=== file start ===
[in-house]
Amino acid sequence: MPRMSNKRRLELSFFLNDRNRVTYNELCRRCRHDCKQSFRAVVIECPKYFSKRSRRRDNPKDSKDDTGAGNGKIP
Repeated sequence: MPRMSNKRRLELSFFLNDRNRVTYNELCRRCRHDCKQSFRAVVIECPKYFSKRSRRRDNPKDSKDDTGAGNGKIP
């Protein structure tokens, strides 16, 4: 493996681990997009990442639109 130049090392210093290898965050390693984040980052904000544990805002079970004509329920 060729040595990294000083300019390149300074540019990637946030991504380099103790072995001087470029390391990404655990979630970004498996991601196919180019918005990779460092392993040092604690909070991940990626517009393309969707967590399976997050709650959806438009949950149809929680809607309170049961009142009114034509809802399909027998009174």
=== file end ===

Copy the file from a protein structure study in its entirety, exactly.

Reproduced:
[in-house]
Amino acid sequence: MPRMSNKRRLELSFFLNDRNRVTYNELCRRCRHDCKQSFRAVVIECPKYFSKRSRRRDNPKDSKDDTGAGNGKIP
Repeated sequence: MPRMSNKRRLELSFFLNDRNRVTYNELCRRCRHDCKQSFRAVVIECPKYFSKRSRRRDNPKDSKDDTGAGNGKIP
């Protein structure tokens, strides 16, 4: 493996681990997009990442639109 130049090392210093290898965050390693984040980052904000544990805002079970004509329920 060729040595990294000083300019390149300074540019990637946030991504380099103790072995001087470029390391990404655990979630970004498996991601196919180019918005990779460092392993040092604690909070991940990626517009393309969707967590399976997050709650959806438009949950149809929680809607309170049961009142009114034509809802399909027998009174």